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AAP goes all out to woo Muslim voters

AAP is in touch with the alumni of AMU and Jamia.

MOHAMMED ANAS  New Delhi | 7th Sep 2013

he newly formed Aam Aadmi Party (AAP), which will contest in the Delhi Assembly elections for the first time, is trying to build up a base among Muslims by contacting leaders and activists from the community. The party last week inducted Irfanullah Khan, a former president of the Aligarh Muslim University (AMU) students' union, and Firoz Bakht Ahmed, a renowned activist, to campaign for it in Muslim-dominated areas. AAP workers say that they are also in touch with the alumni of AMU and Jamia Millia Islamia to reach out to Muslims. Jamia teachers and students say that some of them have agreed to canvass for AAP.

"Essentially, we don't believe in community-specific politics, but we are going door-to door in all Muslim-dominated areas such as Jamia Nagar, Old Delhi, Seelampur, Jaffrabad etc., with the message that AAP is the only alternative political force which may help Muslims come out of the frustration generated by mainstream parties such as the Congress. You know that in Delhi, the fight is between the Congress and the BJP. Muslims will not vote for the BJP and the reality of the Congress has been exposed to the community in the form of unfulfilled promises. Muslims will have to turn to AAP to break the status quo," said Amal Sharma, coordinator of AAP for Okhla.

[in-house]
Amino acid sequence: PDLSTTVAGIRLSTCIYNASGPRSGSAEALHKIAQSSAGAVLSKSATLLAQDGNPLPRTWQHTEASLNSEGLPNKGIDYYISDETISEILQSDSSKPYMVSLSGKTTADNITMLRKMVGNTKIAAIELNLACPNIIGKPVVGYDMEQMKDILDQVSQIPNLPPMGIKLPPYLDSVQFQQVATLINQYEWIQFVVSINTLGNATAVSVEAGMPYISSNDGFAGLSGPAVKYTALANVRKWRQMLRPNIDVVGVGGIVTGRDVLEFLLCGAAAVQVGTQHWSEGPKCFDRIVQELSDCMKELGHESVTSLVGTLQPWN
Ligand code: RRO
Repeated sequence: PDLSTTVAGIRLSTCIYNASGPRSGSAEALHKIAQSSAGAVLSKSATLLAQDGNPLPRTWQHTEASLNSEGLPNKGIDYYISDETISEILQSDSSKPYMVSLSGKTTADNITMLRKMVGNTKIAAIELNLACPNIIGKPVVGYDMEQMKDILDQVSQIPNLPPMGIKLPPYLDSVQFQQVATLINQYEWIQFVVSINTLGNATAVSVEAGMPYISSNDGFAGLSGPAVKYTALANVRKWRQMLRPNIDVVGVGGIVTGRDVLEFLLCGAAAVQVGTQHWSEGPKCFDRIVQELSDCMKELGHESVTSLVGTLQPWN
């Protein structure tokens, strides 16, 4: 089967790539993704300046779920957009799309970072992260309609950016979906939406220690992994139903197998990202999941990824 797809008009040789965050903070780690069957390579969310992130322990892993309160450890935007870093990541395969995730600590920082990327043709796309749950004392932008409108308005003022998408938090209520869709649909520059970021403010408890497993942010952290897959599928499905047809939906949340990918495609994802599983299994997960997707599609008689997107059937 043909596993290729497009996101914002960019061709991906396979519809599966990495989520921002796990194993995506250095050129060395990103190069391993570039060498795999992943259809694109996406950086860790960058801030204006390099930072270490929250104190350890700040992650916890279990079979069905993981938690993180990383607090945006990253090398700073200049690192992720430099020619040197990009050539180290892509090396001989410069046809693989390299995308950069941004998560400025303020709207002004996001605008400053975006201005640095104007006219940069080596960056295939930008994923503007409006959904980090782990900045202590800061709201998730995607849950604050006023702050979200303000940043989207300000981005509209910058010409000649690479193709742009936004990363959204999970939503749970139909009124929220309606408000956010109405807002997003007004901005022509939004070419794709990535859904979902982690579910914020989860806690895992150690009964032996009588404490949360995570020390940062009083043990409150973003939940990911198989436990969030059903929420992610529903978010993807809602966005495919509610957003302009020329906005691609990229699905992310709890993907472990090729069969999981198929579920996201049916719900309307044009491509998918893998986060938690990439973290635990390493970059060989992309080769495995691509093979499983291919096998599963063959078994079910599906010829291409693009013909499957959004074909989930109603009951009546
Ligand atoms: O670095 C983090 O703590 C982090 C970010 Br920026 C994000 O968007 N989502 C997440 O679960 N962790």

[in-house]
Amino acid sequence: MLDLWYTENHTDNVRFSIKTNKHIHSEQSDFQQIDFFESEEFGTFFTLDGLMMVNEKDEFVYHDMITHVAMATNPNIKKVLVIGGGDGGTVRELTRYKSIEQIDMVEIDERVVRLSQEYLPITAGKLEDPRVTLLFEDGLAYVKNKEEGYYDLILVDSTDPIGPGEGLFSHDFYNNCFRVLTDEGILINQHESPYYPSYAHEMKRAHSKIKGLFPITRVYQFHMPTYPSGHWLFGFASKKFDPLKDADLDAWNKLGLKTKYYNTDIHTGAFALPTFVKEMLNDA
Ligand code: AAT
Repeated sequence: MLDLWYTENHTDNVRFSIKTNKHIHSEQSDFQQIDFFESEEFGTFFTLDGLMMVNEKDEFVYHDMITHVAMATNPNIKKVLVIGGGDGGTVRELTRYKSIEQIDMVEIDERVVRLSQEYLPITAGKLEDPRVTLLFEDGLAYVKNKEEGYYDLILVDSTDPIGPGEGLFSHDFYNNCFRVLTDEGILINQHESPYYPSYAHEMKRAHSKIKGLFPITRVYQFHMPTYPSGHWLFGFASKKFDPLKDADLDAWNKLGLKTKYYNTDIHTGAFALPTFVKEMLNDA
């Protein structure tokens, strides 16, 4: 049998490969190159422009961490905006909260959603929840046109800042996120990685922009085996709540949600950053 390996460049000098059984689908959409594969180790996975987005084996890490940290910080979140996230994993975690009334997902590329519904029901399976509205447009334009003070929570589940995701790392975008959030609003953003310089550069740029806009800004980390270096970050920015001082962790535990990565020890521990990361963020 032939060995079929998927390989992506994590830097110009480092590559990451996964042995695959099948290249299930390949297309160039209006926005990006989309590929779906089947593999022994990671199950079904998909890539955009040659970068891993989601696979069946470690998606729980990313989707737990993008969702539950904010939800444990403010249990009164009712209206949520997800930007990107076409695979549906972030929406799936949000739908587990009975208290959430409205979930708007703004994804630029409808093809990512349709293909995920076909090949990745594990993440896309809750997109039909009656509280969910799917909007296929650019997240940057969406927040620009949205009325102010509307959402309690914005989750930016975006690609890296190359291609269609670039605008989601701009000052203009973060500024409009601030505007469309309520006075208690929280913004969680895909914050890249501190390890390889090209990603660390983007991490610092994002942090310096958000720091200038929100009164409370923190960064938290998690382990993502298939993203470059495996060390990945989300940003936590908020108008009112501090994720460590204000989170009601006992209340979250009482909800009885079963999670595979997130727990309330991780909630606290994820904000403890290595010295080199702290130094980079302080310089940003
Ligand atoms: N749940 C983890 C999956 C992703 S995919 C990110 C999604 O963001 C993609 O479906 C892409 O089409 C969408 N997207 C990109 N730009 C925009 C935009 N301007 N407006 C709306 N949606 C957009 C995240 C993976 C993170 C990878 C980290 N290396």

Firoz Bakht Ahmed, who has started to work for the party, said that AAP will contact everyone in Muslim localities, ranging from mosque imams to hawkers, students and teachers. "Everyone will be approached. There is much resentment among Muslims against the incumbent Congress. It's time Muslims reposed faith in grassroots alternatives like the AAP," said Ahmed. Zia Chaudhary, an AAP worker from Zakir Nagar, told this correspondent that Rahat Mehmood Chaudhary, a close aide of Jama Masjid's Imam Ahmed Bukhari, and Ilyas Azmi, a former Bahujan Samaj Party MP from Uttar Pradesh, have joined the AAP.

"It's like the anti-Congress waves of 1977 and 1989. Muslims should unite to cash in on this political opportunity by supporting an alternative force like the Aam Admi Party," said Azmi.

But political observers like Jamia Nagar-based journalist Kubool Ahmed say that AAP's presence is limited only to the posters and some volunteers and that it will have to work hard to break into the Congress' Muslim votes. "Even after the Batla House verdict, Muslims will not abandon Congress. Take the case of Jamia Nagar MLA Asif Mohammed Khan, who became a leader in the area only after raising the Batla House encounter and abusing the Congress. But now he has joined the Congress. Besides, AAP's presence is limited to some stray idealists or activists. "

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